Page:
T-Rav's Senate campaign exposes the ugly truth about elections 

Pop Culture Politics

Allegations last week that U.S. Senate candidate and reality TV star Thomas Ravenel harassed and threatened South Carolina political blogger Will Folks via text message probably didn't surprise too many people. Folks recently blasted Ravenel's candidacy on FITSnews.com, saying the Southern Charm candidate had squandered a good chance at unseating U.S. Sen. Lindsey Graham and echoed the claim that T-Rav's current campaign manager Scott Wheeler had been hired by Bravo to run Ravenel's Senate campaign, a claim that Folks, oddly, had downplayed in a blog post only a few weeks before.

From the start, Ravenel's run for a U.S. Senate seat has seemed just a bit off. Following so closely on the heels of his "No, I'm not" to "Yes, I am" proclamations as to whether or not he would appear in a completely inexplicable second season of the slightly less than well-performing Southern Charm, Ravenel made good on his promise to run as an independent in the hopes of unseating Graham, a two-term, and heavily favored, incumbent.

Running somewhere to the right of Graham economically and somewhere to the left of Graham socially and in matters of foreign policy, Ravenel had his work cut out for him in a state largely defined by conservatives of all stripes except the "libertarian" ones.

Adding to that, many political pundits — if not a portion of the general public — tend to view Ravenel's campaign as nothing more than a subplot for the second season of Southern Charm. They deride the disgraced former state treasurer's bid for Lindsey Graham's Senate seat as little more than a dog-and-pony show aimed at pumping up ratings for a program that, honestly, could have done a better job of capturing the spirit of "Charleston" if it had just located beloved street character Byron and asked for an honest back-cracking or interviewed the line of dejected people waiting to get into Jestine's when it closed for renovations or maybe joining in the chorus of drunken "Wooooos!" on Bourbon, I mean, King Street on the weekends.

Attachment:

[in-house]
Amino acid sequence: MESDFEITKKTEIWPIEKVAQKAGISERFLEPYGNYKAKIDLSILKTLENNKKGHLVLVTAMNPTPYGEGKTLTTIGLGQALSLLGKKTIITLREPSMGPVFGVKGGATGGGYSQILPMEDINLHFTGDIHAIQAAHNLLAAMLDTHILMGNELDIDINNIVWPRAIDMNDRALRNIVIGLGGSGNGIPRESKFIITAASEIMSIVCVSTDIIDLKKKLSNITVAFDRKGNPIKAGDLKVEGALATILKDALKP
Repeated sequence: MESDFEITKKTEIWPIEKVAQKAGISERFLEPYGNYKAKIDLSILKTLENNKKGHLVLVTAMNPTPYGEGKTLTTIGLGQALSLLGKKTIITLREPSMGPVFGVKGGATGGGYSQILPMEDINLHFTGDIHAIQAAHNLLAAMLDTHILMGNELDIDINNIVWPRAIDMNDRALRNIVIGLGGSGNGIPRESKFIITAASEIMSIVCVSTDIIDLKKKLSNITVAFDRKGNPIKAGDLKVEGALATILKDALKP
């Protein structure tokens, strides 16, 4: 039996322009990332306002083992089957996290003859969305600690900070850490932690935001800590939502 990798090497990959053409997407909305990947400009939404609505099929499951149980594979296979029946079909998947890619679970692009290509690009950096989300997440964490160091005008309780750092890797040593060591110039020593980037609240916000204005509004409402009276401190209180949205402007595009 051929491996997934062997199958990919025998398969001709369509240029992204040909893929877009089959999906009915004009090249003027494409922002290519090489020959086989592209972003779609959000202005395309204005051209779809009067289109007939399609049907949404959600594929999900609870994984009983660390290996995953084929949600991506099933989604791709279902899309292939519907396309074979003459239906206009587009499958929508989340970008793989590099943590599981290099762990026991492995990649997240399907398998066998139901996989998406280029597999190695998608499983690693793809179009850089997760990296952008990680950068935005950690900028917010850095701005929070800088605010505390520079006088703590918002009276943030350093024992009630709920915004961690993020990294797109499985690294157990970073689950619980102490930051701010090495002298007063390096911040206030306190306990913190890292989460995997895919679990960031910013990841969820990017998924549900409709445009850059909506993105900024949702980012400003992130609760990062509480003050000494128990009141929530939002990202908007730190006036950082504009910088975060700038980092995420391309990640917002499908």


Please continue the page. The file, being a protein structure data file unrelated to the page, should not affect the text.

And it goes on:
Unfortunately, I am not one who is shocked and horrified by the perpetual drama surrounding the reality TV candidate and his serious/not serious campaign. I'm more amused by the reaction it is getting from the pundits, left and right. It's a classic case of Captain Renault syndrome, whereby these good, honest political pundits and their respective cheering sections are "shocked, shocked" that a political campaign is little more than dressed up theater, designed for a political class in this country that has largely never known anything more than a theatrical presentation masquerading as politics.

After all, we're well past a half-century away from the Kennedy-Nixon debates of 1960, the first televised presidential debates in United States history. According to History.com, the Kennedy-Nixon debates "ushered in a new era in which crafting a public image and taking advantage of media exposure became essential ingredients of a successful political campaign." Political scientists — or political pundits who don't have jobs as either television talking heads or operatives for individual candidates — debated for years whether Kennedy won because he was a better debater, had better ideas, or was simply better looking than Richard Nixon, who, admittedly, wasn't in any danger of winning any beauty contests (he certainly wasn't going to win Mr. Congeniality, either).

Since then, America's politics, first on the national scene but now inching ever more closer to home, has become little more than an ongoing research project into the public relations nightmare of managing public opinion. Everything must be "just right" for the television audience. The crowd behind the candidate must be carefully selected, the interns must craft perfect signs for the crowd to hold aloft, the applause must come at the right points in the speech, and the news crews must find the most mundane slip-ups to report on (instead of the actual content of the speeches).

All of this culminates, naturally, in those paired frenzies of orgiastic partisan politics: the Democratic and Republican national conventions. Each and every election cycle, these stage-managed affairs become increasingly as glitzy, glamorous, and glossy as the Grammys, and ultimately just as meaningless. In between speeches from the diva parade of has-beens and never-weres, the conventions are filled with soulful, pop-country patriotic drivel or uplifting working-class anthems, presented by bands that have never been working class, and it's all watched by an audience who have dedicated their lives to episodes of This American Life in a hands-off attempt at understanding the working class.

As such, this attempt at being aghast at Thomas Ravenel's "circus" of political showmanship — up to and including his recent texting fight with Folks — is nothing new or even revealing. If anything, we owe Ravenel our thanks for exposing the political scene for what it is: a mass-media masturbatory-mashup of pop-culture politics and public relations.

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